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Food-safety labeling bill advances
WASHINGTON — The House approved legislation Wednesday that would standardize food-safety labeling requirements across the country, a move critics said would replace some strong state standards with weaker federal ones.
The vote was endorsed 283-139 and goes to the Senate. Food producers and grocers backed the bill.
The measure would concentrate most food-safety labeling power with the Food and Drug Administration (FDA) and prohibit states from requiring warnings that differ from those mandated by the federal government.
States would have to petition the FDA to maintain laws and regulations on the books.
Nationwide, as many as 200 state laws or regulations could be affected, according to the Congressional Budget Office. They include warnings about lead and alcohol in candy, arsenic in bottled water, mercury in fish, lead in ceramic tableware, fat and oil content in food and pesticides in fruits and vegetables, among others.
"This bill is going to overturn 200 state laws that protect our food supply," said Rep. Henry Waxman, D-Calif. "Why are we doing that? What's wrong with our system of federalism?"
Susanna Montezemolo, a policy analyst at Consumers Union, the nonprofit that publishes Consumer Reports magazine, said the legislation would undermine the states' "ability to enact laws to protect new threats to public health. States would lose the ability to act in areas that the federal government has not already acted."
Many states have tougher standards than those promulgated by the FDA, and some have standards covering areas the federal government doesn't.
For example, at least 16 states have shellfish-safety standards, and Arkansas and Illinois have egg-safety laws, according to a report by the Center for Science in the Public Interest and the Natural Resources Defense Council.
But supporters said providing nationwide standards for food-safety warnings would help consumers who may be confused by different regulations among the states.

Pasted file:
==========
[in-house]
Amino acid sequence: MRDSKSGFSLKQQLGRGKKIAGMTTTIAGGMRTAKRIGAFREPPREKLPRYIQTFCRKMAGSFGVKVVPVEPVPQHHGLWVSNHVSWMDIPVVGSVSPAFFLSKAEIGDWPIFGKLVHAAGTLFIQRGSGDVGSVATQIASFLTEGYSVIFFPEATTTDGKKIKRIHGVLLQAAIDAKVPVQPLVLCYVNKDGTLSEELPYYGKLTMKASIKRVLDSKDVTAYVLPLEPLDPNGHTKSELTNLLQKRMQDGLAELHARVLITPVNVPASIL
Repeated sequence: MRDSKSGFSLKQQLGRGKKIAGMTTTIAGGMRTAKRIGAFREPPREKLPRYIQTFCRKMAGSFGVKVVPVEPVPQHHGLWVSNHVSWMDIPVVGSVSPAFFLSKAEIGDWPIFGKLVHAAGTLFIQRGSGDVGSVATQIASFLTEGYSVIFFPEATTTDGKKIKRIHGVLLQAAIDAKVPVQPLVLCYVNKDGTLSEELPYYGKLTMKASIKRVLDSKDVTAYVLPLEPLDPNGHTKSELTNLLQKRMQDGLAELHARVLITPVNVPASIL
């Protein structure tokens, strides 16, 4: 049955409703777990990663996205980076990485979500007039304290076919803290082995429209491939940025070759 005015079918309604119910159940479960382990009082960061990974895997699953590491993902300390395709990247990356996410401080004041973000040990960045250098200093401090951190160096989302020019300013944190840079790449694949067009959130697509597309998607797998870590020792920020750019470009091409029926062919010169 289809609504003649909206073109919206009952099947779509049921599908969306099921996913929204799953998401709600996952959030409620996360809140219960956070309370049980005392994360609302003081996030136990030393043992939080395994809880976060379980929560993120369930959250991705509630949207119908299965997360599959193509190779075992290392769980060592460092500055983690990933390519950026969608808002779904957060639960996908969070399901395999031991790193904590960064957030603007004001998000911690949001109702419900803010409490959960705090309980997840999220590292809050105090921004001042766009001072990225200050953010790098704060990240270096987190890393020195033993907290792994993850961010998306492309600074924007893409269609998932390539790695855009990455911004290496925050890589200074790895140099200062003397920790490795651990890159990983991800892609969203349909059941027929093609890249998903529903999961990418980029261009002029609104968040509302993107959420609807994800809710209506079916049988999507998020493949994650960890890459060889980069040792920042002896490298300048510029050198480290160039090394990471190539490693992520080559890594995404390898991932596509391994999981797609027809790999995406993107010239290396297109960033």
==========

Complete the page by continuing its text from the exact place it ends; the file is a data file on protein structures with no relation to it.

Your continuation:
Manly Molpus, president of the Grocery Manufacturers Association, said, "By providing consistent, science-based food safety standards and warning requirements, all consumers will be able to have confidence in the safety of the food supply."
Consumer groups said the measure would weaken state efforts such as California's Proposition 65, approved by voters in 1986. That measure requires food manufacturers to disclose ingredients that may cause cancer or birth defects.
Such state-required warnings could disappear if the bill becomes law, critics said.
The legislation also was opposed by 39 state attorneys general. In a letter to the House this week, they said the measure would "strip state governments of the ability to protect their residents through state laws and regulations."
Also opposing the bill were the National Conference of State Legislatures and associations of state food and drug officials and state agriculture departments.
Opponents of the bill scored one victory Wednesday.
Lawmakers approved an amendment that would allow states to keep warnings about mercury in fish.
About a dozen states have safety and labeling rules for fish.
Compiled from The Associated Press, Bloomberg News and Gannett News Service
Copyright © 2006 The Seattle Times Company